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Aircraft / Re: Tintin - Polikarpov I-1
« Last post by KiwiZac on Today at 06:25:39 pm »
This being Tintin's first adventure - and the only one not to get a more modern remake
I always thought it odd that they never did a colour version of Soviets! Along with a (sanctioned) completed Alph-Art, this is something I've longed to see. I'd like to get a modern Congo for my Dad's collection...

I'm excited to follow along Greg!
Interesting how the Mars Liner looks remarkably like Musk's Falcon booster.

Isn't it? People used to laugh at the old idea of a rocket landing on it's tail as hopelessly naive, and then SpaceX went and did it. Mind you, I still don't fancy landing a manned one on rough terrain though: Musk's boosters have fallen over more than once, plus that cliff on the box top looks awfully close... :o
Aircraft / Tintin - Polikarpov I-1
« Last post by strobez on Today at 04:58:45 pm »
Now that I've just about finished off my Curtiss R3C-0 from Porco Rosso (more pics on that soon!) I decided to tackle another airplane while I'm waiting for glue to dry on various other projects (my favourite excuse!)

This time I decided to go right back to Tintin's first adventure... in the Land of the Soviets where he commandeers a soviet "aeroplane".  This being Tintin's first adventure - and the only one not to get a more modern remake - the vehicles depicted are rather... basic.  Still intrepid Tintinophiles have deduced that the plane is likely a modified version of a Polikarpov I-1, so that's good enough for me.  It will require a new flatter nose, and a modified tail and slight alterations to the undercarriage/wheel struts, but all in all well within the realm of the possible.

This was one of the kits that was held up for a long time "in transit" by - so I was quite happy when I first laid eyes on this box.

Not a lot on the bench here.  It's a pretty basic plane and a pretty basic kit.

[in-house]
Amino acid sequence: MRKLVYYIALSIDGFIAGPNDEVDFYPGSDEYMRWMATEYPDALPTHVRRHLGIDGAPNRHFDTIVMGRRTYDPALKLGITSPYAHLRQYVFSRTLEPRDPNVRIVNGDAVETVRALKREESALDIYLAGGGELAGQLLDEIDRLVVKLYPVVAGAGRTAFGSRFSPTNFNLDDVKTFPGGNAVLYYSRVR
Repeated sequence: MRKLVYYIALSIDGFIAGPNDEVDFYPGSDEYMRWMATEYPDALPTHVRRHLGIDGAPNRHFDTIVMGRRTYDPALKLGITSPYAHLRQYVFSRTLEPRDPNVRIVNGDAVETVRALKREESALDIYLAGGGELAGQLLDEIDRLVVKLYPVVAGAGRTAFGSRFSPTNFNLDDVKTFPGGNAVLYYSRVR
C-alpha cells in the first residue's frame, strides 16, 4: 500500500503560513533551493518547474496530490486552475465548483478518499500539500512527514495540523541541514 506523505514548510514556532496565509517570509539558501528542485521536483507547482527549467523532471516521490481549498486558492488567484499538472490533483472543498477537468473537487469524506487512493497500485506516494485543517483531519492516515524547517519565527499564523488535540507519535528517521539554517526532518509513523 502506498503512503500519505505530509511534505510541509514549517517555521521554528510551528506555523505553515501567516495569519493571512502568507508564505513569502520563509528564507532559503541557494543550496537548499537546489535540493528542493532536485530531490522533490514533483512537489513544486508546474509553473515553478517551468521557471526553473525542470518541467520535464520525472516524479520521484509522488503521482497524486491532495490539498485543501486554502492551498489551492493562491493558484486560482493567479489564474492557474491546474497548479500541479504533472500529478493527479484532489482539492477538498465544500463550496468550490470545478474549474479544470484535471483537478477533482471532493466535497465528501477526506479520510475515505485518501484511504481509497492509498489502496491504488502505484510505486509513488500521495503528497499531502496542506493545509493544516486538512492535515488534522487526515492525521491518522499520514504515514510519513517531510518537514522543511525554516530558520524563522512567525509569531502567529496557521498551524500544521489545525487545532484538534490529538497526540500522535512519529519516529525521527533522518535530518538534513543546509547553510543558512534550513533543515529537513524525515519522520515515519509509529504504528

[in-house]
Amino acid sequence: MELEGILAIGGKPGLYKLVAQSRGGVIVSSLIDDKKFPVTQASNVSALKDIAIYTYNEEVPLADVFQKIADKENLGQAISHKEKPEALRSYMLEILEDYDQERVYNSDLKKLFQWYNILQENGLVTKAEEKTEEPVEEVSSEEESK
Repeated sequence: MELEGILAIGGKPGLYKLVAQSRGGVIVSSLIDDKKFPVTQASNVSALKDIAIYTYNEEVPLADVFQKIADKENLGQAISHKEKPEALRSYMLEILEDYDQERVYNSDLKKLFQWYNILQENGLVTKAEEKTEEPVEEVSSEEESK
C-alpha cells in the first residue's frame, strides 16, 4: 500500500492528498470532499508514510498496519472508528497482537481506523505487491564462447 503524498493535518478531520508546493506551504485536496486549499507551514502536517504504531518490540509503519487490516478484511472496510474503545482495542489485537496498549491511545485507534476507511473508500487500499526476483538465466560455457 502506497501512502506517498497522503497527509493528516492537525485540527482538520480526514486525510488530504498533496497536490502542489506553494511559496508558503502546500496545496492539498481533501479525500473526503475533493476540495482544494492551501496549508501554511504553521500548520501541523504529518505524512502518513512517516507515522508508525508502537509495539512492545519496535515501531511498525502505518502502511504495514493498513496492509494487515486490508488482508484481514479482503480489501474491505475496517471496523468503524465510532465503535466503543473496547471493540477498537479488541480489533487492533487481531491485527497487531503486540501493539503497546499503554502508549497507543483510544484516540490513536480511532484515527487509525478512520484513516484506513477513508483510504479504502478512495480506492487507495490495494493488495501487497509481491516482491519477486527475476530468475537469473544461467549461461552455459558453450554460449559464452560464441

The first thing I noticed were a couple of ejection pin marks that needed to take their leave.  Was relatively quick, easy and painless to achieve.

Of course those clean shiny sidewalls now need a bit of something... and that something comes in the way of some styrene strips!

Had to check to make sure it all fit together afterwards.  ICM has an interesting wing strut attachment scheme, so I did have to make a few minor cuts to my side-wall additions to get it to fit.  But better find out now than later.

A bit of aluminium paint to tie it all together...

Next up was the cockpit floor and seat.  I made a few adjustments to the seat (and gave poor Tintin at least a pillow to sit on).  I also tried to give the wood a more grainy feel to it this time.  I usually just spray on the brown and call it "wood-like", but this time I thought I'd give it a bit more attention.  I think it was worth the extra effort - so much so that I did the same thing for the instrument panel.

Figures, Cars, Etc / Re: Tintin Project - the Vehicles
« Last post by strobez on Today at 04:44:14 pm »
I'm still working on the Peugot 403, but by completing the Lupin III Fiat 500 I opened up a little space on my workbench for...

The 1938 Opel Olympia from Tintin's adventure King Ottokar's Sceptre! (trumpets blare!)

I've really wanted to do this one for a while now.  Mainly because it's the second half of the build that started with my tiny little Gillet-Herstal Motorcycle.  In the story Tintin chases off after the bad guys by "requisitioning" a handy motorcycle... and the bad guys are zooming through the countryside in a cool looking yellow/tan 1938 Opel Olympia cabrio.  So they really are a matched set.

Of course, if it was so important to my Tintin build, you'd think I could order the right kit, no?  In yet another episode of "Not Paying Close Enough Attention" I ordered Ace's 1937 Opel Olympia by mistake - and it's not even the cabriolet to boot!